Not many men wear three-piece suits anymore; they look distinctly old-fashioned. But Bob Katter does, and there he is, on the front of this book, complete with the famous hat, striding through a field of stubby grass.
Katter would probably, of course, be pleased to be thought of as old-fashioned. The core theme of this book is that the people, the economy, the country, the whole damned world used to be better. And he doesn’t just mean the days of, for example, Joh Bjelke-Petersen, in whose government he held a series of ministerial positions before moving into the federal seat of Kennedy in 1993, following in his father’s footsteps. No, he goes much further back; one of his heroes is ‘Red Ted’ Theodore, who was a Queensland Labor premier (1919-25) and also a major figure in federal politics.
Katter devotes chapters of the book to the Depression and World War Two; major historical events by any means, but whether they should be so dominant in the thinking of someone active in the politics of 2012 (and born in 1945) is another matter. True, one should understand and appreciate history, but that does not mean continually harking back to The Good Old Days. It’s the sort of attitude that gives conservatism a bad name.
It is, indeed, not at all clear that Katter is a conservative, despite the fact that he was a member of the National Party until 2001. Certainly, he fits squarely into the pattern of rural socialism championed by Jack McEwen (another Katter hero), and all of his solutions seem to involve direct government action, either imposing a tariff or some other form of protection, giving a subsidy, or setting up another agency specifically to push aside market forces.
Katter has never lost faith in some very old ideas, such as using massive government funding to irrigate the Queensland interior or even to create whole industries. He has no problem with Big Government, nor with the taxes or borrowing that it invariably requires; he seems to assume that any such undertaking will generate enough profits to cover the costs and plenty more as well.
Katter sees these sorts of projects, as well as the idea of an economy thriving behind monumental protectionist walls, as suitably ambitious, but it is not at all clear that he understands the economics involved. He seems to see protection only from the perspective of those businesses being protected. Tariffs function by increasing the costs of goods to consumers; they are really just another form of taxation.
Katter repeats the McEwen argument that ‘nursery’ tariffs could be used to help an industry get to the stage of being internationally competitive. That was the theory, but the practice was usually that the industry being protected became dependent on the support, and eventually lost any will to innovate. There was, after all, a reason for protection being wound back, and that was because eventually the costs become greater than the benefits.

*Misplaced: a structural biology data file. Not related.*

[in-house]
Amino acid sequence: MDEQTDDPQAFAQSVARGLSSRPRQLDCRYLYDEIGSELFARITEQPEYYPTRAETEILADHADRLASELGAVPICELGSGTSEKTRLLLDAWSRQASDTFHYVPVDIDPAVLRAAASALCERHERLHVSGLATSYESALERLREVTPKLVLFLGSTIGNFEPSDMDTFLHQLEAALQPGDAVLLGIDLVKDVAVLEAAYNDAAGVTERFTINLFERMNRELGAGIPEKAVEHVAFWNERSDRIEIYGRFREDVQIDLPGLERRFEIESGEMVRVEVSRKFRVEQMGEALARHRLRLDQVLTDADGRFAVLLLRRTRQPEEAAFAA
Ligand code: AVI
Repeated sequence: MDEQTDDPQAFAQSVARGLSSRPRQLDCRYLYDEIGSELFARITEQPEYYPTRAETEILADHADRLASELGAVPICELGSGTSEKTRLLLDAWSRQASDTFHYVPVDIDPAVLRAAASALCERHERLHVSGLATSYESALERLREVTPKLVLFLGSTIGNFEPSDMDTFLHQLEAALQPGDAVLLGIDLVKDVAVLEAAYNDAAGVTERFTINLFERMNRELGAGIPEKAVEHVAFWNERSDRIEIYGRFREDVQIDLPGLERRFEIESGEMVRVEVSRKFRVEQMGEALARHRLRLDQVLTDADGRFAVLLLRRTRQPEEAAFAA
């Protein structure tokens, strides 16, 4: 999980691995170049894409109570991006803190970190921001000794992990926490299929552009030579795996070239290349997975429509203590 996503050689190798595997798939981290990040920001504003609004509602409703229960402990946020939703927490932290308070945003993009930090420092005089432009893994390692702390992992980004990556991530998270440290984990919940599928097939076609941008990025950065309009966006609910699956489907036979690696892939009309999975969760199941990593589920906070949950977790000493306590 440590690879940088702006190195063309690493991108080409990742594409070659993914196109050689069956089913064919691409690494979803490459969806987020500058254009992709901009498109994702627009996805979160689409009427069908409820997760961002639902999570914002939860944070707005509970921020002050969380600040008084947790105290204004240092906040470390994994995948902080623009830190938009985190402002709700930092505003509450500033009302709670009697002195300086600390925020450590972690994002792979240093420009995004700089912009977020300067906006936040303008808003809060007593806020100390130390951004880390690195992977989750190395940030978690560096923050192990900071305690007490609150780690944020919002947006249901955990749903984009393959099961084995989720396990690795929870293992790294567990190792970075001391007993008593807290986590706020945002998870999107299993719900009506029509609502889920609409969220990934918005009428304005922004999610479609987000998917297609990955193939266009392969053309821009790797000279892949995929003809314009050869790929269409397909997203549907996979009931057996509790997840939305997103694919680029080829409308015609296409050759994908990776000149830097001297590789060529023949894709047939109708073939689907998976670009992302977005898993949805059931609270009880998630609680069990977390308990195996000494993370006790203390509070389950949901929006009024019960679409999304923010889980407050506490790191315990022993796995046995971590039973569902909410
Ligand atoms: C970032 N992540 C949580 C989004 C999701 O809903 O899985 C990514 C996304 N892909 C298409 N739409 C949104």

Katter can honestly say that he did not move away from the National Party as much as it moved away from him. His take on Australia’s political history may be passionate but it often borders on the weird. Does it really make sense to say that Menzies was ‘a man without great appeal to the people of Australia’? Does Katter really believe that ‘Howard’s deference to Peter Costello played a pivotal role in his election defeat in 2007’? These comments make one wonder not only if we are all talking about the same country but the same planet.
This should not be taken to mean that Katter is stupid, xenophobic or terminally uninformed. He often presents some interesting and important ideas, such as in the chapter on adopting some of the policies of Brazil. His tendency to couch his views in unequivocal terms should not be taken as close-mindedness, nor as a lack of tactical nous. Reading the book, one can see why he appeals to a certain segment of the Australian community. In a world which often seems too complex to deal with, he offers solutions that are clear and simple (or at least appear to be). His sense of conviction looks very different, and in many ways preferable, to the reversals and evasions that make up so much of Australia’s political conversation, and his boots-and-all approach is a refreshing change from the methodology of focus groups and spin.
One way or another, Katter looks like a near-permanent part of the landscape. And this raises a problem for the Coalition and the ALP, both of which have a section of their constituency that would find Katter’s view of the world attractive. Given the current disenchantment of many people who think of themselves as being on the Left, the danger is probably greater for the ALP. If Katter and his infant party can build a base in north Queensland and then extend into comparable areas, the ALP will find it even harder to rebuild from their demolition at state level and their looming federal defeat.
Maybe, maybe not. But this book should be at least read by the tacticians of both parties, so they know where Katter is coming from. Yes, he can be exasperating, cantankerous, and straight-out wrong. But he should not be ignored.
Derek Parker is a freelance writer based in Melbourne and a regular contributor to The Spectator Australia.
More Spectator for less. Subscribe and receive 12 issues delivered for just £12, with full web and app access. Join us.